The Courier News from Blytheville, Arkansas on April 17, 1946 · Page 4
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The Courier News from Blytheville, Arkansas · Page 4

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Blytheville, Arkansas
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Wednesday, April 17, 1946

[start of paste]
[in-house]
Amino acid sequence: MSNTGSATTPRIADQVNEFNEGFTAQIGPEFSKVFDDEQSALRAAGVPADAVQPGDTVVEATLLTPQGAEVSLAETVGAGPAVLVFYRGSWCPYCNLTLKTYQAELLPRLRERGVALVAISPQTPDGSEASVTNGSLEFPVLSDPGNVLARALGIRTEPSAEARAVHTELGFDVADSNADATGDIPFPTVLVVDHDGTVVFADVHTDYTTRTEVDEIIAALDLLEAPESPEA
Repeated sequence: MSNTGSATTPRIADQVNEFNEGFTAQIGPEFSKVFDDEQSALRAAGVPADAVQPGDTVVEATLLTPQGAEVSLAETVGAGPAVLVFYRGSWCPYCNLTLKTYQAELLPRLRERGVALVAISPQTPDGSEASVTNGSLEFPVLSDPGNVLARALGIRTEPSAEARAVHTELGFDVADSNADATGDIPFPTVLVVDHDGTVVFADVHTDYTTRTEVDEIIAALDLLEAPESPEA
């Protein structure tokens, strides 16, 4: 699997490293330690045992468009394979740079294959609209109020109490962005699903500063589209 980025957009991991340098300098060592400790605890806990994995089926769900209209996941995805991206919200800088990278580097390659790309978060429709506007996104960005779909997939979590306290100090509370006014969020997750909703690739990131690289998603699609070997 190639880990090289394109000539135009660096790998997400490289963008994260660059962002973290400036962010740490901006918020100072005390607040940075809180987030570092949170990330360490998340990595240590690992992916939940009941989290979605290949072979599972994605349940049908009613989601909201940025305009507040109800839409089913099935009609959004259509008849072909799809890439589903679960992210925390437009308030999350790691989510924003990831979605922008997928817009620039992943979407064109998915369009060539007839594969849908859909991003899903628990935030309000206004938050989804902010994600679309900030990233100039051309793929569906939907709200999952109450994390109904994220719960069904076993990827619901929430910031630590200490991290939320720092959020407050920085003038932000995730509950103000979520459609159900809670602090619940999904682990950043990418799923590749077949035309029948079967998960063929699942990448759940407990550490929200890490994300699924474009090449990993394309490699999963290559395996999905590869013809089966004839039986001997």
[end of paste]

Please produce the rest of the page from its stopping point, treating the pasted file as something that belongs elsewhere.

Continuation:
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BLYTHEVILLE (AKK.) COU1UEU NKWS WEDNESDAY, APK1L IV, OOUUKB oa N1WB WUmer Co* Tart. CbtaNW, D.- uvtt. *t U>» B»d« «• <- Oca- gMi. October », ItlT. carrier fax OM ett*af B&tMnib or W town wtier* eurkr Hntae le m*U>- ** per **efc or Me per month. By mtU. within • nuUiM a( 4P alMi, •"• Per ' |2.00 for dx months. »LOO (or three monthi; outibto M mil* •»•. »10J» per mr What Price fame? */ £ "Who's Who" is a valuable publiea- ti&i, but hardly what you'd call svtari- p£ or provocative. It never occured to us than anyone would study it, or, hiving- done- so, reach some ominous conclusions. But that's exactly what's also brings " wealth, education, medical attention, and servants." We doubt that the many teachers, clergymen, and librarians among our 100 Smiths are bothered with much wealth or many servants. But, granted that education and medical attention contribute to a healthy existence, why is it, then, that their great or small fame is cutting them clown two to four years loo soon? Dr. Smith has the answer—strain, lack of exercise, over work, and erratic hoi'.r.s. To which we can only add that if those destructive factors are the price of fame, then a lot of famous people in this country have been overlooked. And if all of us tired, sedentary, overworked citizens are to take our rightful places iit "Who's Who," the next edition is going lo take up more room than Dr. Eliot's five-foot shelf of Harvard Classics. Easter Lily The Die-Hard '.The bearer of the heavy tidings is Di\ JJapheu's. Smith, educator, author, sociologist of the Selective Service .system, and, of course, listed in "Who's, Who." Hp .has risen from his study of Iriis-lhick..volume .of American biography with the sobering announcement that fame is unhealthy. In fact, he says it is likely to carry a person off before his'time. I Our natural.impulse, on hearing this was to ]§cT..the,.office, .throw the key ajvay, stop trying to amount to something, and just concentrate on living oiit our normal: life span. But before .succumbing-to the impulse, we decided ta dip into "Who's'Who" and confirm o'ftr worst v suspiiionS. The dip, we are Happy,.,,to'.report, left us somewhat refreshed. } Irt'the brief time that we dared spare, We decided to sample the first 100 Shiiths in the book. "Who's Who" is fill of'Smiths,'and we didn't get over ak far as Smith, (James) Mapheus. But oiir sample did afford what might seem a]typical estimate,of longevity and dis- tniction, as represented by the. typical at\d prolific tribe of which Dr. J. JiIapYieus is a member. ' The first 100 Smiths; we found, hkvc an average age of 61, as against the a\ 7 erage' American's Hie expectancy c{t' 65 years. That didn't seem too high a, price for fame. And when you reflect that,Hie roster of "Who's Who" is pre- pfinderaritly masculine, and that thc _ a^era'ge" American male"s life expectancy is roughly 63 years, the price seemed still more reasonable, i Of coursej all those Smiths may shortly succumb to the burden of fame. Bttt Tight'now they seem to be doing \tell. In fact, 11 of them arc past 80 arid still bearing the burden with no apparent ill effects. > Dr.-Smith thinks that fame ought to bring health and long life, since it Whenever he pops up in the news, which is froriuenlly, James C. Petrillo has a way of inviting comment. The invitation is hard to resist, for the boss of America's organized musicians is a colorful and intriguing personality, whatever other opinion one may have of him. Perhaps Mr. Pclrillo's most fascinating characteristic is his die-bard opposition lo the Industrial Revolution. The; rest of the world guvc in long ago, but Mr. Puli-illa fights on. So far he has done pretty well in defiance of such authority as has been put in bis way. But we doubt that he can win in the long run, for reasons that must be as clour to him as to anyone else. Mr. Pclrillo obviously feels that anyone who joins his union is entitled to a job. That is a praiseworthy sentiment, but you just can't run the art of music today on a piecework basis. Music is a highly competitive profession. The buying public is discriminating. It wants the best it can get for its money, which means a brisk demand for the best soloists anil orchestras and few bidders for the inferior performers. Formerly Mr. Petrillo tried to force all sorts of musicians, giod and bad, upon (lit. 1 public. But now he is asking larger studio orchestras in the movie industry, with a $200-;i-wcuk scale for !0 hours' work, because, as one of his union officials put it, the 2000 or so musicians in Hollywood studios have "displaced 100,000 musicians throughout world." That is sad, but it is inevitable. And Mr. Petrillo's efforts lo gut a 100 per cent pay increase for the 2000 who have displaced the 100,000 won't remedy the situation. * IN HOLLYWOOD „ i< BY KKSKIN'E JOHNSON NKA Stiff Correspondent HOLLYWOOD, April 17. INEAI — •liss Rose Ln Rose, the black-haired urlc.sque queen (real name: Ro- Inn Da Pcllo, of Brooklyn), who trips and bumps to the accompani- icnt of such classics us "The Poet UK) Peasant Overture" and "Claire de Lune," told us today that the novie censors were interfering with icr Impulses. "When I tee! like bumping, I nirnp," Ros c La Rose said. "But in the movies they tell me: Rose, keep your hips still. No bumps, please.' They even mil me jehind a screen so my fans couldn't se e all that was going on. They also put clothes on me — a harem costume. It was dreadful." "But," whispered Rose. "I didn't keep my hips still. The eel snicl: 'You can move your hips | only In an Oriental dance.' So I changed the title of my 'Sex Dance' to an 'Oriental' dance. The censors then said everything was all right. But they had to stop the camera several times when my impulses got the best of me." TOO HOT FOR N. Y.. TOO U was all reminiscent, Rose said. act when she got home. "It was very boring," she winced. "He always accompanied me on u harmonica, and he always played the same time, 'Blue Moon/ I don't know whether 1 got tired of him or 'Blue Moon'." TALK AHOUT OUATITUDK Celebrating their first anniversary as the owners of Lticey's restaurant. Steve Crane and Al Mathis were presented with a big bouquet of flowers by Hie waiters, bus hoys, and cooks. That's gratitude, brother. Hollywood Newsrecl: Fourteen scantily clad girls scampering around in a harem scene for RKO's "Sinbad the Sailor. "Our camera pans up to the rafters, where an electrician, sitting beside his light, is mi b reading a kids' comic book. Honest. isor j We saw it with our own eyes. If your jam 'n' jive son or daughter comes up with ;\ new brand of lingo soon, you can blame it on new song. The tune, which is CR-iKgidy-AZY to the point of madness, is called "The Iggldy Song," and uses a modern version of old-time Pig Latin by inserting an "Iggiciy" in each word. It was written by 'a couple of ex-Air of (he time she was banned from stripping for sis months in the city of New York. "I was too hot for New York," she said. "I couldn't control my impulses there, cither." She does her "Oriental" dance in a new PRO film, "Queen of Burlesque." Rose La Rosc. who started out 'ps secretary-treasurer for the brothers Minsky, now has a second husband, artist Franco Rucco. She divorced her first husband a cou- )le of years ago, complaining that fter she had finished her four ind five shows ii day, he would insist on her doing her strip tense Corps boys, Jules Fox and Jay Milton. A small sample of the goofy talk you'll soon be hearing Is the song's advice to ask for a kiss by coaxing. "Y-iggidy-OU won't. M-lggidy-ISS one L-iet'idy-lTTLE K-iggicly-ISS." You have lo ben N-iggidy-UTS, You have to be N-iggidy-UTS, WASHINGTON COLUMN Washington News Notebook We know tlicro arc certain groups trying to organize but mostly they have been talking big and do not do much.—Gen. Joseph T. Mc- Naincy. European Theater commander. ilnl l>y XKA SliUVIC.K. ISf. » ' • -XXXV "TJR. BANCROFT looked sharply • at Ann through his glasses. "You've got to stop all this smoking and drinking," he commanded. Ann sol straight, in indignant protest. "I hardly ever drink," - she retbHed, '"and you told me - yourself-.It Couldn't hurt, and ! that Smoking wouldn't either?" : J'Well, I've changed my mind . .- . you've got to stop it, under. stind? That's all," he ended, £et: tiijg up'tb dismiss her. She started toward the door, and -, paiised with one hand on the knob ; -"Why?" Ann inquired sarcasti- i cally. "Do you "want to teVl him 1 to| stop smoking and drinking, ; '*Send ; him '. batked. . in," thc doctor Am and Colin moved" into j Seettle. Ann didn't want to, but \ Colin was firm. Dr. Bancroft had r alarmed him about Ann's j coudition, and had recommended 'Drt King in Seattle as the best I m9h on the coast. So they moved inti> a, .service .apartment, where Ann didn't have anything to do — except sew and knit, and go to se^ the doctor once a week. Once a week seemed excessive to Ann, • but she was one against two, anc it "Seemed impossible to defy two 'su£h firm men as Colin and Dr Ann was lying on the daven- >rt, .'CEling, as she did so much ot the time now. She regarded Jock, rather critically. He was still hig and handsome as ever he seemed to have lost his glamor for her eyes. Suddenly seemed ratlicr contemptible, lie had had everything he wanted— nd gott it it w pected, that was his tough luck wasn't it? "You've changed an awful lol, Ann," he said. That's temporary," Ann said dryly. "The doctor assures me that I'll get my figure back.' 1 Jock looked impatient. "Don't be absurd, Ann. You know that's not what I mean. It's just—1 don't know how to put it—I don't feel I know you very well any more." "Perhaps you don't," Ann said. "You act so funny—as it you didn't like me any more—' Jock said, tentatively advancing seemed to have gotten over think ing about Jock. Once in '» while his name was mentioned iartB she gave him a thought o .tn£, but. the..never thought o huii at all any more, unless some i Off else mentioned him first. She iwwdered'.if. it was because she Iturtn't me him.for so long, but ithtt idea .Was dispelled when he one ifternopD. Colin was itter exchanging only Wrief»*t of greetings with b* excttied blmseU and left he statement lo be brushed aside by her. You're amazingly perspicacious all at once," Ann said. And so am I, she thought. Amazingly. Jock stood vip and said stifly, 'Very well, I'll leave. You won 1 ', rave to throw me out. I might nave known Colin couldn't resist telling you—he's such a Goddamned self-righteous bloke—lie couldn't resist telling you. so nc d look all the better to you—' And Jock (lung himself out of the apartment. Tell me what, Ann wondered. And then she had a sudden, sickening realization of wnat it might be that Colin could have told her about Jock—and hadn't. And she knew that she would never ask him—never think about it again if she could help it—and try to bury the memory ol a Jock tha she once had loved unsmirched b the conjecture that she could a least keep from becoming a cer Jtainty. ...... .. ")NCE Milliccnt called on Ann " while Colin was out. She >ro\;glit Her a crocheted afghan, nml Ann was touched, and rather embarrassed. There was such lot ot work on it nnd she didn't :cnlly :<now ncr very well. Milli- ccnt seemed a little cmbarasscd too. "I'm sure you'll be all right, Ann." she said. "Of course I will," Ann said. "You're making Colin very happy, you know." Milliccnt said, and there seemed a trace of wistfulness in her voice. "Having n baby, you mean?" Ann was dense. "Well—that too, of course. I'm i;lnd you are, Ann. Colin is a nice person, you know." "1 know." Ann said. And then, unforgivably, but she couldn't help it, she nskcd, "Why did you divorce him?" "Because I didn't have any •sense," Milliccnt said grimly. There was a little silence, then she rose to go. "Take care of yourself, Ann. But Colin will take care ot you, I know. Be grateful that your husband is adult. It's quite a nelp." Nina called, too. She trough gifts for thc baby, and exclaimed rapturously over (he things Am already nad. "I love babies," sh said. "Don't you?" "Um—medium." Ann said, expect to love this one. Wh don't you nave a oaby, Nina? "Somehow I don't think Joe would make an ideal lather ma said grimly. "You're getting along all righ rcn't you?" Ann said, then add d apologetically, "I'm sorry, Nin —n. isn t any of my business. D •well. 1 hope you are.' "Jock is considerably cha enea, Nina said. "Sure—1 10 K\ ff.TVM KDSOX NEA Washington Correspondent WASHINGTON, (NEAl — Long- range political prospects put Tru- nrnn as Democratic candidate tor re-election in 1018. with Henry Wallace as his running mate. Thc two arc closer than Wallace and Roosevelt ever were, find what's more, Truman listens to what Wallace tells him. The Wg catch In this 1848 ticket prediction is that Truman will then lie (H, Wallace SO. Wallace would thus be <H in ID52. And 64 is considered too old for a presidential candidate. But Wallace is not expected to l)o' a candidate in 1948 unless Truman bows out. • • • : Wallace is regarded by his associates as "the healthiest man for is age in thc country." He walks liree miles to work every mornins,', ml docs it in 40 minutes. He gar- ens and plays tennis. He never vnlts for an elevator, but climbs hrec and four nights of stairs, wo steps at n time. And he runs his staff ragged, trying lo keep up vith him. On American Mercury Magazine's "Meet the Press" program, iOrmer Governor Harold Stasseii of Minnesota was asked. "If yon were President today, what would you do that isn't bciiiR done now?" Replied Stassen. "That's the SGI question." He refused to elaborate, but under pressure he did admit thnt the first thing he would do would be to "get some good men around me." KATE OF FATHER RELEASE GOVERNS DRAFT QUOTAS Thc Army estimates it will be- down to its last 100.000 draftee fathers by. July 1. If can't dis-! charge fathers faster, unless it upsets thc entire point system fov priority discharges. That puts t he- problem squarely up to Congress. K Congress wants fathers dis- larged (nster. it \vill have to y>:>5.-> cliil legislation, exempting filers trom. the point system. If ngrcss does that, current draft }tns will have to be stepped up keep Ilic Army at required eiiRth for occupation and sllp- • duties. rlup Economic Sf.ibiliicr Chester HowN's in his drive to hold down oust of cotton. BABY CHICKS:', to 5 davs nlil—SI lo $12 per 100. Several breeds — Feeds, Founts — Feeders. KLEVATOK KKKI) STORE Broadway at It. R. Tracks | Central-American Illinois has contributed $4,300.000 to the Chicago Housing Authority for \i,se in acquiring land [or veterans' housing. TEN FINGERS ARE NOT ENOUGH to relieve dry itchy scalp, but you can. get, 10:1! relief with MoroKnc Hair Tonic. Helps remove loose dandruff flakes. MOROLIME HAIR TONIC HORIZONTAL 1,5 Pictured President of Guatemala 12 Thrust 13 Respectful 15 Augment 16 Remains 13 Tune 19 Past 20 Soften 21 Gazel 22 General 23 One (prefix) 24 Dropsy 27 Box 29 Upward 30 Three-toed sloth 31 Sliovel 34 Torment 38 Pronoun 39 Container 40 Vase -51 Checks " 47 Aged 48 Three (comb, form) 43 Gully 50 Scottish river 51 Metric measures •53 Improve •55 East Indian ; fish 156 Try '; VERTICAL : I Deemed 2 Unfastened 3 Silver (symbol) 4. Close 5 Seed case C Advise 7 Level 8 Waistcoat 9 Area measure 10 Alliance 31 His country 11 Vegetables lies • of 12 German town Mexico H Characteristic 32 Murmured (ab.) 17 Exist 25 Mire 26 Mimic 27 Feline 28 Hurry 41 Bad cliild 42 Unusual 43 State 44 Osculate 45 Half-em 40 Chair 52 Transpose (ab.) 54 Myself tic guy in thc words of thc po nar song, out tlicn I never d lave any sense.' 1 Well, well, Ann thought. steady file of people coming in ihe apartment if confess to i that they didn't have any sen The implication—flattering if a surd—was that she did. Ann knew better. She didn't have any sense at all, but she certainly got the breaks. (To B« Concluded) _ - .. Incidentally, the Army says nnot lower physical standard'* pence-time draftees. To do so ould merely mean draftinp mm occupy hospital beds, and then afting 'more men to take the invalids. Thc Aluminum company OL merica. now Hint it 1ms been re- need from its "monopoly- to con- rol over a mere -148 per cent of le industry, as a result of tne ilc ot Kovcrnmeiit-owned pl:iius > Reynolds Metals and Knisri. ill ask for dismissal (if lll<- snv- niincnt's anti-tins! mil that ccn hanging over Alcoa's lieiui to ears. • » • Time anil Ihe mrve process rliminutinn have removed * of most men tin Uie li or consideration as appointees ucw President's Iv.ui Council, which will prepare ri:'.!:i for submipsion to Congress uiuior the "full" employment act. H.ire.lt SniHii. director of thc Bureau o! the Nutiset. i.s considered a l;v;u-,i choice. Inn he's doing such ;i !;i-io- and important job where i-. ( ; that he may not be moved. For every rein per pound th-.i raw cntion aoes up. S'IS.tKlO.WO Iv: lo he added'in the nation's rot!": Bood.^ and clothmp bills. Thai : fieuied ,in riir: rsthnatcd 19-lii ion- , sumption of n.COO hales, or vxv- 000.000 pounds. The rise nf Inn: [cents in tb c price of cotton MIII- tlie end of the war, therefor,'. mi-ails a S180.000.OOU ineveasr m the cost O f C otto» cloth. This .-. Ihe (netur which has been boili- PASSEP AND UEFr FAR BEHIND PURSUIT PLANEi ...ALSO ', D1VIN&. Jur Boarding House with Maj, Hoopie EGAD? ft MPiM Of NW E KlMD OP GUV VJWO ROLLS UP HIS SLEEVJES To f^WHEM A DOCK BOLTS, ITS FASTENED; ' ' ' MlMD SHOULD 8E SOME DIGNJIWED PROFESSION WHEN A HORSE 80LT5, J. C.. STEER OURSE, WHERE iO BE M.V LD l^' FROM OF ESKlNAOS SUFFERING FROM. COBRA BIT E-S. OV4t-J BOSS — T. COULD l^'T HOW ABOUT LACROSSB COACH A BARBER. COLLEGE BUDS AND SEEDS WERE AN IMPORTANT SOURCE . OP SUSTENANCE FOR. INDIANS' AND EXPLORERS .'; OF THE EARLY WEST. i \ Nature invented mineral wool j SIDE GLANCES Vy GalbralHi . , WORK. IF VOU CftNi GET ByJ. R. Williams Out Our Way THXT LOO5E BRICK OO TH' C HUMBLY MAY FALL t>OWM AM' COMK. SOMEBODY, SLIT WE CAM'T EVEM <3IT WELL, POT ONE O' TH' KITTENS UP THERP AM' CALL "IH" FIRE DER-MJ.TMEMT-- "Yoii'r falher !ins been pulling so imicli cnipliasis on how , < \vc should lliink only of Hie spiritual side ol Kastei' we. j Ifekvon't show our new hats iinliM-.nslor.niornmt;!;^ j